Who are the most eminent psychologists of the modern era?

A new paper identifies Albert Bandura as the
most eminent psychologist of the modern era.

Twelve years ago the behaviourist B.F. Skinner topped a list of the 100 most eminent psychologists of the twentieth century, followed by Jean Piaget and Sigmund Freud. Now a team led by Ed Diener has used their own criteria to compile a list of the 200 most eminent psychologists of the modern era (i.e. people whose careers occurred primarily after 1956).

Here is the top 10: Albert Bandura in first place, Jean Piaget, Daniel Kahneman, Richard Lazarus, Martin Seligman, B.F. Skinner, Noam Chomsky, Shelley Taylor, Amos Tversky, and Ed Diener himself (links are to relevant articles in The Psychologist magazine archive).

What do the authors mean by eminent? They stress the list is intended to reflect psychologists’ recognition by their peers, and is not a barometer of the importance of their work. The metrics they used combine three elements – major awards earned from the American Psychological Association (APA) and the Association for Psychological Science; mentions and coverage in five popular US introductory psychology textbooks; and citations, including consideration of the total number of citations and an individual’s most highly cited single paper. For further validation, the authors checked Wikipedia coverage – their higher ranked psychologists tended to have bigger profiles on the site.

With these criteria, this is clearly a US-biased list, although several British psychologists feature, including John Bowlby at 18, Michael Rutter at 45, Hans Eysenck at 46, and Alan Baddeley at 51. What about the distribution of specialisms? The best represented field was social psychology (making up 16 per cent of the list), followed by biological psychology (11 per cent) and developmental psychology (10 per cent).

Diener and his colleagues said the purpose of compiling this list – which they acknowledge is bound to be imperfect and to omit some stars – is to help identify the highest impact contributions in psychology, to discover the characteristics of eminent psychologists, and to identify imbalances in the field. On this last point, the authors raise concerns about the lack of women on the list (they constitute 27 per cent of the 200), especially given that more women now complete PhDs in psychology than men. The highest ranked woman is Shelley Taylor at 8, followed by Susan Fiske at 22. There is also a notable lack of ethnic minority psychologists – just five people are listed who match this description, including Shinobu Kitayama at 159, John Garcia at 112 and Claude Steele at 63.

What other lessons can we take from this exercise? Diener and his team highlighted the fact that the list was positively skewed – that is, the top performers were way ahead of the rest of the pack. These characters had in common that they tended to work in a focused field, rather than on a mix of topics. Most of them dared to defy received wisdom and to propose ideas that were heretical at the time. These eminent high-flyers also tend to be skilled writers and oral communicators.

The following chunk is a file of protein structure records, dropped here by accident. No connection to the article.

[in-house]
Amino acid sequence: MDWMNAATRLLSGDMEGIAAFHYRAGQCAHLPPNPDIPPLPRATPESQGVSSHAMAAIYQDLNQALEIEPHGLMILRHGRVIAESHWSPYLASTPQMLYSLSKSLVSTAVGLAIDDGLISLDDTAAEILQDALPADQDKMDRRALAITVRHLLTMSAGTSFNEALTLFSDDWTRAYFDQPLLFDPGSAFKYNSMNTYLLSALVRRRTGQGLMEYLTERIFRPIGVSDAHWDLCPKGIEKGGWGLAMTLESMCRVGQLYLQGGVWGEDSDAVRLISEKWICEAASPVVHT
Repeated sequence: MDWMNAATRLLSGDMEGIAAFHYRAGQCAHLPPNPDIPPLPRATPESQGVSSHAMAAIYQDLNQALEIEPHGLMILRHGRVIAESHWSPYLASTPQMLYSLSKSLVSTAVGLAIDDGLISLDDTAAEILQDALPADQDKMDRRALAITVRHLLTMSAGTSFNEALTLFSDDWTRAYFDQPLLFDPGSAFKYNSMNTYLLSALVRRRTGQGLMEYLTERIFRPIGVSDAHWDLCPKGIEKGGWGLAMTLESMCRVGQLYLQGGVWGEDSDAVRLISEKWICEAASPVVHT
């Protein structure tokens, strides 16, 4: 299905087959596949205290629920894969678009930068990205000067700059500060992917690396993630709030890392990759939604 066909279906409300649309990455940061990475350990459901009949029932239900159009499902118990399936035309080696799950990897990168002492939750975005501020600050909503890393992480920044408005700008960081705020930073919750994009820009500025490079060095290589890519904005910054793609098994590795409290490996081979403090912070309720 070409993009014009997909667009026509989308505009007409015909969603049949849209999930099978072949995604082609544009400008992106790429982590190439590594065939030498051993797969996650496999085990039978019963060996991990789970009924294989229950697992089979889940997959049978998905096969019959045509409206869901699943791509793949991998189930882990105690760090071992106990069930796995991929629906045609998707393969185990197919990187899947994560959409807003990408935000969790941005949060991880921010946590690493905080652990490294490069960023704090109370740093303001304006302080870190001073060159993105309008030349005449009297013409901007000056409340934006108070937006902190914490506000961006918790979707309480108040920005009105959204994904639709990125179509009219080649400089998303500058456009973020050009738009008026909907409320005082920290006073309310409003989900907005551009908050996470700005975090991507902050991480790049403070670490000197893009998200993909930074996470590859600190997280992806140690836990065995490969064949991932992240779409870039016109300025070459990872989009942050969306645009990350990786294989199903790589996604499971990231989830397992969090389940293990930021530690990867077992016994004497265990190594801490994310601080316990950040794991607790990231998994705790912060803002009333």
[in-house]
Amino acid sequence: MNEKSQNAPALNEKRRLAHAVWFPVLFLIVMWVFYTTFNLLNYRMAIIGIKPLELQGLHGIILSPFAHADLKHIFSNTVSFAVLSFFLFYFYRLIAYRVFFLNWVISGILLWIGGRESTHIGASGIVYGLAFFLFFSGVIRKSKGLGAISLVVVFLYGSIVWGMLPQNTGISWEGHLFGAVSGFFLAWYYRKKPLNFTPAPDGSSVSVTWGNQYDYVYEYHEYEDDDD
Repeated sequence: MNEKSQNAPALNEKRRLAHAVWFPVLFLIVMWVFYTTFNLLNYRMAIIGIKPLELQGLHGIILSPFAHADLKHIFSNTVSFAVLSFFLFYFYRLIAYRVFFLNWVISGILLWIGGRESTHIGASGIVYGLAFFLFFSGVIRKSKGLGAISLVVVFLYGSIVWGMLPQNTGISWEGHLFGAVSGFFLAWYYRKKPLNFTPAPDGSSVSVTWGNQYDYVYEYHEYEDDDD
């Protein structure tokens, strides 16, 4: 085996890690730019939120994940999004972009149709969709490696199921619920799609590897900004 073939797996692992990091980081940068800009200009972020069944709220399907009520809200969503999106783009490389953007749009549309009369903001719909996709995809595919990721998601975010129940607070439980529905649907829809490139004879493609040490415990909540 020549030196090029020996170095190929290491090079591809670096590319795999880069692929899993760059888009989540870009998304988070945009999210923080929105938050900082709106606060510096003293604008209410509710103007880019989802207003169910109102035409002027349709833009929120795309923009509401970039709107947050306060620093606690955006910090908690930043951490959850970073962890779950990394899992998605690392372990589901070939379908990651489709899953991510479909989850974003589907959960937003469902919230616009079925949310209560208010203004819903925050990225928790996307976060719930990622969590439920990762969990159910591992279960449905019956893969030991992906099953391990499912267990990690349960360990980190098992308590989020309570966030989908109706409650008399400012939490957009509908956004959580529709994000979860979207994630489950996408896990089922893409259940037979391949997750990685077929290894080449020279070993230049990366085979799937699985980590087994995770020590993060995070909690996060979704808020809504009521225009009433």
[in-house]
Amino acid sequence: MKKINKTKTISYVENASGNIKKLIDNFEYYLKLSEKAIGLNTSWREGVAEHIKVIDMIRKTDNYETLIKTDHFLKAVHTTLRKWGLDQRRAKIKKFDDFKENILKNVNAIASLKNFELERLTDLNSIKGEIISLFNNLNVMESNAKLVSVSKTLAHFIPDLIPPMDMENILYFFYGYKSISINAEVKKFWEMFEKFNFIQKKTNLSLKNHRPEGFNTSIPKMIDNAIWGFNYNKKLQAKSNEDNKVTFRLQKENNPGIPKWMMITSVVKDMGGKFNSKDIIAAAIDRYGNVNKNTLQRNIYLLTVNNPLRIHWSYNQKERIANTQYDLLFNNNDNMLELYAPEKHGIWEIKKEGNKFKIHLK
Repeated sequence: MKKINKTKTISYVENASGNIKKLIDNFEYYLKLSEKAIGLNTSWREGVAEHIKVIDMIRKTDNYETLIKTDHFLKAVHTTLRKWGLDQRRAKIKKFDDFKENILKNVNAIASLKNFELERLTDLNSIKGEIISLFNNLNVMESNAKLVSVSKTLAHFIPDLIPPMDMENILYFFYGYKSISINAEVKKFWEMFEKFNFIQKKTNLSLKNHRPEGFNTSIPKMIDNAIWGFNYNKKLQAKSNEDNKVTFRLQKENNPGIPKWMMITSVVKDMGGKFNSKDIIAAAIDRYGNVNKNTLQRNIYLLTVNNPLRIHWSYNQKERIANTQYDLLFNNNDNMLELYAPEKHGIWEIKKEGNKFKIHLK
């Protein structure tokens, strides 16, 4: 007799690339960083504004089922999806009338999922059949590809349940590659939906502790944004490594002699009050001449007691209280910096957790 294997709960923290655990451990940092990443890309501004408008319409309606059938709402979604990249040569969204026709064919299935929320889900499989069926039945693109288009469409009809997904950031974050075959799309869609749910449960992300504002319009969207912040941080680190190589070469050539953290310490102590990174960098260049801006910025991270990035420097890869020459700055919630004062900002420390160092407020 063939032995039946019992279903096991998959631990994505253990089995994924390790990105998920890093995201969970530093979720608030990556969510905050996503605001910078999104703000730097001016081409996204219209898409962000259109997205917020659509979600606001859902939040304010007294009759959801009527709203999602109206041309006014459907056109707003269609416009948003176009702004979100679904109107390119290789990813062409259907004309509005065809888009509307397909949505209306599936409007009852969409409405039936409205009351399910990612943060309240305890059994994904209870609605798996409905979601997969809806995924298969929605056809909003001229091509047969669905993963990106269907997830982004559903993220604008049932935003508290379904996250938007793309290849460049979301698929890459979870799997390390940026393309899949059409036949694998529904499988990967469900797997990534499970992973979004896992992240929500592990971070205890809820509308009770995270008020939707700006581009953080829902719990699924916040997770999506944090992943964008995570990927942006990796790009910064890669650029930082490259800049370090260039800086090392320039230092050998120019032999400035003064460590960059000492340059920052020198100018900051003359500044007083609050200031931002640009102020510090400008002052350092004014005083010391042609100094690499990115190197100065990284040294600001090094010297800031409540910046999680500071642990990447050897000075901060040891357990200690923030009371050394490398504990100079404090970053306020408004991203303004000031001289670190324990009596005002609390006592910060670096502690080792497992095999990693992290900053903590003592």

The authors note that eminence takes time – the youngest person in the top 100 was 58 at the time the list was drawn up; 22 people earned the top APA award in their 70s. And perseverance. Few psychologists on the list gained their place through a handful of high impact of articles. Most were prolific and continued to work late into life. “A student who is motivated by recognition or money rather than the love of research might find it difficult or impossible to keep up this level of productivity for decades,” warn Diener and his colleagues.

One last thing. Of course it’s difficult to prove the direction of causality here, but we note with humility that over the years many of the eminent psychologists listed in this paper have kindly written for the Research Digest. James Coyne, at 200 on the list, wrote for us just a few weeks ago on suicide prevention; Martin Seligman (listed 5) wrote for us about his own self-control; Paul Ekman (15) about death and forgiveness; Michael Posner (29) about his learning difficulties; Jerome Kagan (31) on his obsession with highlighting methodological flaws; Elizabeth Loftus (55) on prestige-enhancing memory distortions; Robert Sternberg (60) on using psychology to find love; Howard Gardner (74) on forming a synergistic team; Paul Rozin (122) on time management; and David Buss (143) on the way we derogate our romantic competitors.


Diener, E., Oishi, S., & Park, J. (2014). An incomplete list of eminent psychologists of the modern era. Archives of Scientific Psychology, 2 (1), 20-31 DOI: 10.1037/arc0000006

further reading
More from and about the listed psychologists over at The Psychologist mag.

Post written by Christian Jarrett (@psych_writer) for the BPS Research Digest.

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